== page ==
Fire Regime 5

Fires are infrequent in this fire regime. 

In the cool, wet climates of coastal and subalpine forests, fire can only take hold during periods of sustained drought.  As a result, fire occurs rarely, only every few centuries. When it does, the forest is consumed and starts anew. Typical woodlands in this fire regime include the coastal rainforests of the Pacific Northwest, the subalpine forests of the Cascades and Sierra Nevada, the Engelmann spruce-subalpine fir forests of the Rockies, and the northern hardwood and conifer forests of the Lake States and northern New England. All species within this fire regime are thin-barked, betraying their lack of adaptation to fire.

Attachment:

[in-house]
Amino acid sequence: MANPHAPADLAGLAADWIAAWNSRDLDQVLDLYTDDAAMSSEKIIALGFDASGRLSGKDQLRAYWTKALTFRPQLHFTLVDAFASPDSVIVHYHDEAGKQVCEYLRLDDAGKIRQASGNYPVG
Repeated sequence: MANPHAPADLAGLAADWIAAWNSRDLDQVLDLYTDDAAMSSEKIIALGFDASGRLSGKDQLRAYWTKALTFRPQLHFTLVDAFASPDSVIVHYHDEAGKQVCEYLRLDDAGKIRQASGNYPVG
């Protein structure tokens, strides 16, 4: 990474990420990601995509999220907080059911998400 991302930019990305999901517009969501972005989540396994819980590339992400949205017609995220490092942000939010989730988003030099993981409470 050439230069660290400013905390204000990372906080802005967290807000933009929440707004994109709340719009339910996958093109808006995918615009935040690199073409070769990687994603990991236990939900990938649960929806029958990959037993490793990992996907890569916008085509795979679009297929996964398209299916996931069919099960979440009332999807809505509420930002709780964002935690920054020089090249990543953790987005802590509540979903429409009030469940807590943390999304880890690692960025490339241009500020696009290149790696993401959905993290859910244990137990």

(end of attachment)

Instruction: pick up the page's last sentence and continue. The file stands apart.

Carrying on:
Forest regeneration in Fire Regime 5 follows a predictable path after fire. It begins with a post-fire meadow or brushfield, followed by an even-aged, young forest, as in Fire Regime 4.  Unlike Fire Regime 4, though, the forest canopy eventually breaks up, as competition, insects, or disease create openings large enough to be colonized by another generation of trees.  At this point, the forest begins to take on an “old growth” structure, with downed logs and trees of all sizes found in a multi-layer, complex arrangement.  In more fire-prone climates, this kind of structure would be vulnerable to crown fire, but in the cool and/or wet conditions of Fire Regime 5, it may exist for centuries before a significant enough drought ignites and starts the process over.

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